Despite their well-documented reluctance to visit the doctor, men are more likely than women to take up invitations for bowel screening.
A Cancer Research UK study, published today in the Journal of Medical Screening1, has shown that 73 per cent of men turned up for an appointment compared with 67 per cent of women during a bowel screening trial. The report found that men were less likely than women to worry about embarrassment or discomfort associated with this method.
The screening test, called Flexible Sigmoidoscopy (FS)2, involves inserting a long thin tube fitted with a camera into the lower part of the bowel.
These results contrast with research into an alternative method of bowel screening called the Faecal Occult Blood Test (FOBT)3 – a less invasive test which people can do at home and women are more likely to complete than men.
Scientists are currently researching which of these tests has the greatest potential to save lives.
The FS study found that men most likely to attend screening came from higher socio-economic groups, were married, employed, had better health and made fewer visits to their GPs. They also had a family history of bowel cancer.
Almost 8000 men and women aged between 55-64 were sent questionnaires asking about attitudes to bowel screening six months before an FS screening appointment. Of those around 70 per cent completed the questionnaire and turned up for their appointment.
Professor Jane Wardle, Director of Cancer Research UK’s health behaviour unit and lead author of the study, says: “When we looked at the barriers that prevented people from attending screening it was interesting to learn that women were more worried than men about the test being embarrassing or humiliating.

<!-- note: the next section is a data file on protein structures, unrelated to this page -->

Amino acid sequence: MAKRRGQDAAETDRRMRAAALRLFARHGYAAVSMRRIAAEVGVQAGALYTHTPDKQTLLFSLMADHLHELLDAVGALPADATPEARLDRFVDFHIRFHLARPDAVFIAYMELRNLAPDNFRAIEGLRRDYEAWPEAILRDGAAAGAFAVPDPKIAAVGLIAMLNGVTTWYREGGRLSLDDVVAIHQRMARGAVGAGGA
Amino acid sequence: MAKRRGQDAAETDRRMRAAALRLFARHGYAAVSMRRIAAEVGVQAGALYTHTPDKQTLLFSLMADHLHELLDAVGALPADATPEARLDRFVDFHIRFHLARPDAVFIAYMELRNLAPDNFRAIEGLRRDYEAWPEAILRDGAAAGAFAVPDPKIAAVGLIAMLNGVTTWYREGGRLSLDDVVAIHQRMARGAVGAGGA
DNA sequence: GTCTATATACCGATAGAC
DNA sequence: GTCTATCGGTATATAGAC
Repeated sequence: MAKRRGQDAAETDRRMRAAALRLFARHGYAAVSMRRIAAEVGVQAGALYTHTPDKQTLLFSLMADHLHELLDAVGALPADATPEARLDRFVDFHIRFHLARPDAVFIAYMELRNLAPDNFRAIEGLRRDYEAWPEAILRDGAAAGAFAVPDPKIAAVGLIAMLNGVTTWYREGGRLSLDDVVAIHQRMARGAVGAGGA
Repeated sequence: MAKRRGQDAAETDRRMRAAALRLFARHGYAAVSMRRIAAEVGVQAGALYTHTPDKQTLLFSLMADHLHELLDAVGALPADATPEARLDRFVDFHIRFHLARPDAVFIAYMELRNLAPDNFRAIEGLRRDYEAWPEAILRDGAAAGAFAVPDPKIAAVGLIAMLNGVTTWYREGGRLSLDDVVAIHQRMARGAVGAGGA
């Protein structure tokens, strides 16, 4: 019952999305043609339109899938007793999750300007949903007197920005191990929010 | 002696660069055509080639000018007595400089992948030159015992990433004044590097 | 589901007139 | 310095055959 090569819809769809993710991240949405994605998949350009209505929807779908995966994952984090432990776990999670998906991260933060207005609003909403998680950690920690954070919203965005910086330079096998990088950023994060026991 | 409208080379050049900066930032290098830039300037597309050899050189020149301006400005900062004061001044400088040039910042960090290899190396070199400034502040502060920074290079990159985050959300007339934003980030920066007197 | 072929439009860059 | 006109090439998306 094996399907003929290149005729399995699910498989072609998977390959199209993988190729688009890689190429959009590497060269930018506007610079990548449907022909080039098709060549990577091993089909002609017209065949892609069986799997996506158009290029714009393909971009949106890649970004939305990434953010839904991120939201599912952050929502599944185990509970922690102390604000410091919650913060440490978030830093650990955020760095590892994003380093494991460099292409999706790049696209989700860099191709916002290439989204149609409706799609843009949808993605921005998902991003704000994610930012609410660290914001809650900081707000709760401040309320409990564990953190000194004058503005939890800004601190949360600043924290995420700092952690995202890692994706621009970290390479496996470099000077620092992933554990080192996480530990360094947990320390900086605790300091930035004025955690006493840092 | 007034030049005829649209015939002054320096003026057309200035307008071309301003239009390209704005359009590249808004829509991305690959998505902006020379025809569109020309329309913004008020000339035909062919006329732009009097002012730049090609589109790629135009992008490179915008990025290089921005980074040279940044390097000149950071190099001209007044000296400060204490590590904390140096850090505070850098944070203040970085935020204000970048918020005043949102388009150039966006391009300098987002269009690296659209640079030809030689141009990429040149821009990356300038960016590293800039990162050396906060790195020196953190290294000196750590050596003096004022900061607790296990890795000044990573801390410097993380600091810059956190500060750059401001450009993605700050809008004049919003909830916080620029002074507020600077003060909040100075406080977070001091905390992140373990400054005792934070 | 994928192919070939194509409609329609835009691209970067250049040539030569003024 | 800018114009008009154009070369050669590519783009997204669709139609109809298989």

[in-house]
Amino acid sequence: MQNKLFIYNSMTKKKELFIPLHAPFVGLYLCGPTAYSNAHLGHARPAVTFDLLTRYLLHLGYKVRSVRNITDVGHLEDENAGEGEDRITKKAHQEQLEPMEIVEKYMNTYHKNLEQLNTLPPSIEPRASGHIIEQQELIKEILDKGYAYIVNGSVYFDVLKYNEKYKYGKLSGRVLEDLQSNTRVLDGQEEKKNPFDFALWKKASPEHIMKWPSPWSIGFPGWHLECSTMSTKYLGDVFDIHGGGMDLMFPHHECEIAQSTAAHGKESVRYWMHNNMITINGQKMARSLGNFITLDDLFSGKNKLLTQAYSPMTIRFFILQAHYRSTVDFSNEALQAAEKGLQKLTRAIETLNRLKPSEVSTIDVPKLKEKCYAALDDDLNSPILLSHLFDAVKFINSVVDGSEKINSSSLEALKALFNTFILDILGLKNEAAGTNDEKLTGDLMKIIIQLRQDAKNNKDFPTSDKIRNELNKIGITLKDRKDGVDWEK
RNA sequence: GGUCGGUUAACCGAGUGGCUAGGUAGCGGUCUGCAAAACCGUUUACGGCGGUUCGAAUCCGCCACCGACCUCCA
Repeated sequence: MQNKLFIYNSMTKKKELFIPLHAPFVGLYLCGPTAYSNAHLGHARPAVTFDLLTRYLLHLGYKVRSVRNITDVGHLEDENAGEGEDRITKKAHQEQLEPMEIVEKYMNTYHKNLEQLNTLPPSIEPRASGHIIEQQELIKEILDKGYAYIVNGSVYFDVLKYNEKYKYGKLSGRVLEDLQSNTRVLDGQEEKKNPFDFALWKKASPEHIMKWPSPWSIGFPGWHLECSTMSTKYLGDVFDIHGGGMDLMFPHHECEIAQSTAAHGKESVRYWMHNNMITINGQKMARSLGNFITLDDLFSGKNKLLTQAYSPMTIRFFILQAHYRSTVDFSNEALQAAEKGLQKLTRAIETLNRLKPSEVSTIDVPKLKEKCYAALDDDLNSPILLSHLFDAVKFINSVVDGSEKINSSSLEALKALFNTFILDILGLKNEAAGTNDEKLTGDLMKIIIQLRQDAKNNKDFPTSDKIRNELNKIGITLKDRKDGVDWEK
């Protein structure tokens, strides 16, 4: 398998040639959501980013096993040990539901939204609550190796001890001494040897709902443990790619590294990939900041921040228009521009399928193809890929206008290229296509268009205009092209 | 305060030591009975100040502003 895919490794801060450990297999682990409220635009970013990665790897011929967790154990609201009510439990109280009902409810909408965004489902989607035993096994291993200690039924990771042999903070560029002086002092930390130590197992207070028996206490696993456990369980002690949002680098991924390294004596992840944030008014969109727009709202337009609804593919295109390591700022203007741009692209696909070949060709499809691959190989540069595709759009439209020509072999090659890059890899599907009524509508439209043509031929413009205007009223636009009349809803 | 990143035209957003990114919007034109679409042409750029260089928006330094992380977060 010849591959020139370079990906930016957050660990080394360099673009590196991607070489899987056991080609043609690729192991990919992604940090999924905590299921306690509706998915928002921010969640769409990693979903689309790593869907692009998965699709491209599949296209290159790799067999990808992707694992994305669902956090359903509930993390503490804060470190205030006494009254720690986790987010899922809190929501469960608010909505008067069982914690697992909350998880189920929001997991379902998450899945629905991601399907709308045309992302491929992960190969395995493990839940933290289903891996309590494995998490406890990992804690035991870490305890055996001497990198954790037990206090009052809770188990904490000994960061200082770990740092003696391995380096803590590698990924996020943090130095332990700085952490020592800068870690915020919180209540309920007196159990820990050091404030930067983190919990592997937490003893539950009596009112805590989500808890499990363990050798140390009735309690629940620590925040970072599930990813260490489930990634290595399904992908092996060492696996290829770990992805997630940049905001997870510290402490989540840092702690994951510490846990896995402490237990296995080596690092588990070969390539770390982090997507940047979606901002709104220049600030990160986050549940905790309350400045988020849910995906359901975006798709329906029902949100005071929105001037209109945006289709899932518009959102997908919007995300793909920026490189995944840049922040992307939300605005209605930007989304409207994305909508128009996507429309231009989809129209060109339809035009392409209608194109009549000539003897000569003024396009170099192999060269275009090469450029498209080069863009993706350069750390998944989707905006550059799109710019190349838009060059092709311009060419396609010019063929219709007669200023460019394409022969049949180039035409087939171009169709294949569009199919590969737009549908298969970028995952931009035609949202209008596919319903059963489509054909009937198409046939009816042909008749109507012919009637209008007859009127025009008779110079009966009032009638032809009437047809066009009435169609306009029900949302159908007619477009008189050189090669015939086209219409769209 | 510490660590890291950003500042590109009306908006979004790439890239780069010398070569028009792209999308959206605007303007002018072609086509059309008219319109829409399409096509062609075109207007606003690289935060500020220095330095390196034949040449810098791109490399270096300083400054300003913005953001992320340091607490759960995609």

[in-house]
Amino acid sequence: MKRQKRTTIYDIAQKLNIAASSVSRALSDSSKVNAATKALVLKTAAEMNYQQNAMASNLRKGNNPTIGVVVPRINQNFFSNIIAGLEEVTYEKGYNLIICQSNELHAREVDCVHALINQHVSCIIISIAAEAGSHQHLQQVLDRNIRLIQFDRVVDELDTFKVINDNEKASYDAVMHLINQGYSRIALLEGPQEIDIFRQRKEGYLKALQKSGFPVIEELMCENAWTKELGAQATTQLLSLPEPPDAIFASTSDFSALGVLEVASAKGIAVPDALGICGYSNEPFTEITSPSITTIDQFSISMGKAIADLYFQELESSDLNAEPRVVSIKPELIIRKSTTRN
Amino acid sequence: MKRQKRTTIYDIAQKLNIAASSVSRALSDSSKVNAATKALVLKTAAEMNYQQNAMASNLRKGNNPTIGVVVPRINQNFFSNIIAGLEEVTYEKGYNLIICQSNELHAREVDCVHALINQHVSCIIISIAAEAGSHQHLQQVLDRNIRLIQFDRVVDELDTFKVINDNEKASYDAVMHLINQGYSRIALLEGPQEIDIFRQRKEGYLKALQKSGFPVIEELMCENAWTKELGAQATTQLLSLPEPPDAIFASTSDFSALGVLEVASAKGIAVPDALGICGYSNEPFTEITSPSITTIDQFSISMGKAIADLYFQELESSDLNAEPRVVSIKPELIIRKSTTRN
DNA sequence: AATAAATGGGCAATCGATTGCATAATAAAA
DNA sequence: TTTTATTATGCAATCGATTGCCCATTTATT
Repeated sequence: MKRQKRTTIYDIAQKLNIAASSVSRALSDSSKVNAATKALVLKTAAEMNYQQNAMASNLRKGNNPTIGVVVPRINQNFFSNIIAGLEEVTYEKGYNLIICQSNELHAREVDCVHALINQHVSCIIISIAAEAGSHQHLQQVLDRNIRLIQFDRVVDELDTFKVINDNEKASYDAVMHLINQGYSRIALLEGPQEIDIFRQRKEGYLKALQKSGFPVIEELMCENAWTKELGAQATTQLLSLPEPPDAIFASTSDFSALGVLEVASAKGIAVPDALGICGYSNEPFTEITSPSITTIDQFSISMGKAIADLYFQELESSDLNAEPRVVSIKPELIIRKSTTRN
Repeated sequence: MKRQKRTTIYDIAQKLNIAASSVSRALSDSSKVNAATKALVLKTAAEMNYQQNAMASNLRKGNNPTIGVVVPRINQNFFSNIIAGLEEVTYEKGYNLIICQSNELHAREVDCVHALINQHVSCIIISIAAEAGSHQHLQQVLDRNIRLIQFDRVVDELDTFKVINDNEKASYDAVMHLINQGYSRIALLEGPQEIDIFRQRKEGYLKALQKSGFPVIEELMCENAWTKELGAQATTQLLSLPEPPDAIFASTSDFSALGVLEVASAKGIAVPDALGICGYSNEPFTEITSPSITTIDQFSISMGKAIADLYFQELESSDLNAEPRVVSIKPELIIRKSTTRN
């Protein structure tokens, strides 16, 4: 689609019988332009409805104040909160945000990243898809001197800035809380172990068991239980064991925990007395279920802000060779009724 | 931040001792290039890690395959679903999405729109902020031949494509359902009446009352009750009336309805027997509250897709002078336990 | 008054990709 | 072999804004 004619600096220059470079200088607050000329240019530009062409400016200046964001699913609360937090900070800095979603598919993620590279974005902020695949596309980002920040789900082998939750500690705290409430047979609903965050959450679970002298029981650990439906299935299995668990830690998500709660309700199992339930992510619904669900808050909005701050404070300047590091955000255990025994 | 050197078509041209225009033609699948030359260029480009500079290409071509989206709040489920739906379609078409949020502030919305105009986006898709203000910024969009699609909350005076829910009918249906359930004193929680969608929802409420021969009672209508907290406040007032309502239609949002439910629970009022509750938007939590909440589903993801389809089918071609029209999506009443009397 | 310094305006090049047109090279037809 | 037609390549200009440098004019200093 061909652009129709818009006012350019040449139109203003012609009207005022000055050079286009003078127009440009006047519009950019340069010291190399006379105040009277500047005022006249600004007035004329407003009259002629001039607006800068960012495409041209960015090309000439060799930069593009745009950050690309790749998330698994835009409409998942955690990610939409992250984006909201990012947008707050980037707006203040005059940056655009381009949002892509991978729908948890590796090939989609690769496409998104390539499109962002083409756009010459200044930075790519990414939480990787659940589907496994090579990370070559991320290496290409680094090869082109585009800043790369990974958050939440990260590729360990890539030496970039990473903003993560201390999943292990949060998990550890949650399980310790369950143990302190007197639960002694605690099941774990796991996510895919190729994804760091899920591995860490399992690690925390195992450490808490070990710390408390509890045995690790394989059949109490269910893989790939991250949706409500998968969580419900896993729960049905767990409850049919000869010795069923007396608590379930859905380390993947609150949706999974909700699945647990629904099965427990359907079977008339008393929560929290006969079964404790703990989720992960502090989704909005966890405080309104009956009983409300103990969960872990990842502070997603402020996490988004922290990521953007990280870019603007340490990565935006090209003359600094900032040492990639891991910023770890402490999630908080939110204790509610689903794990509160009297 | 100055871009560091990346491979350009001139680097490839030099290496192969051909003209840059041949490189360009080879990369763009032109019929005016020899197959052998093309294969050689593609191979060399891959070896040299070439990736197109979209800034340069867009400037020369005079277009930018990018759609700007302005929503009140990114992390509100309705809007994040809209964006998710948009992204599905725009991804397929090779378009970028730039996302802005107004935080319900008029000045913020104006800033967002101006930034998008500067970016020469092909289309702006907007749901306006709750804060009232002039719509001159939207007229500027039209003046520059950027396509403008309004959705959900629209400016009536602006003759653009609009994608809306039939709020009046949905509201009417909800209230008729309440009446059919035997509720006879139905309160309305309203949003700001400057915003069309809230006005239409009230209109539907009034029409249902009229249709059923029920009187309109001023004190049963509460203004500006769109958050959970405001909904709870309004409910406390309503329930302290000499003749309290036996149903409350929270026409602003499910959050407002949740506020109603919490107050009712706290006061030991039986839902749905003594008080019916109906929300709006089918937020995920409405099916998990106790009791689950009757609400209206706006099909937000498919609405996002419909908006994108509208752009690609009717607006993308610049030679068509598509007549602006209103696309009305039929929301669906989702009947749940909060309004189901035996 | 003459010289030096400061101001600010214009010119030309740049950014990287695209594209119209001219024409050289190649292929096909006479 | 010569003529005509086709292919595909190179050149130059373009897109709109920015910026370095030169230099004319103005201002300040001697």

“This is surprising given that women are assumed to be more familiar with medical procedures. If women feel they might be embarrassed by the invasive characteristics of the FS test then it is important to investigate ways we can alleviate their concerns.
“Research is underway to discover whether women will be less embarrassed and so more likely to attend screening if they are offered a female doctor to carry out the test.”
Professor Robert Souhami, Executive Director of Policy and Communication at Cancer Research UK, says: “A national screening programme for bowel cancer was announced last year. From April 2006 people over 60 will be screened using the FOBT. If blood is detected this would be followed by colonoscopy to look for early cancers and polyps.
“Trials have shown that the FOBT cuts deaths from the disease by up to 20 per cent. The FS test is a more invasive process but one which may offer more reliable results than the FOBT. Research is continuing to evaluate the benefits of both tests.”
- Journal of Medical Screening (2005) 12 (1) pp. 20-27
- Flexible Sigmoidoscopy, allows for the detection of polyps and adenomas. Doctors insert a long, thin tube, fitted with a miniature camera, into the lower part of the bowel. Small growths can be removed on the spot, while patients found to have larger growths may be given a colonoscopy which examines the whole bowel.
- The Faecal Occult Blood Test (FOBT) tests for hidden blood in the stool which may indicate polyps or cancer.
Cancer Research UK funds research into the prevention and causes of cancer. This year it launched a five year campaign, Reduce the Risk, which aims to raise awareness of how people can reduce their risk of cancer by changes to lifestyle. For more information visit our Reduce the Risk website.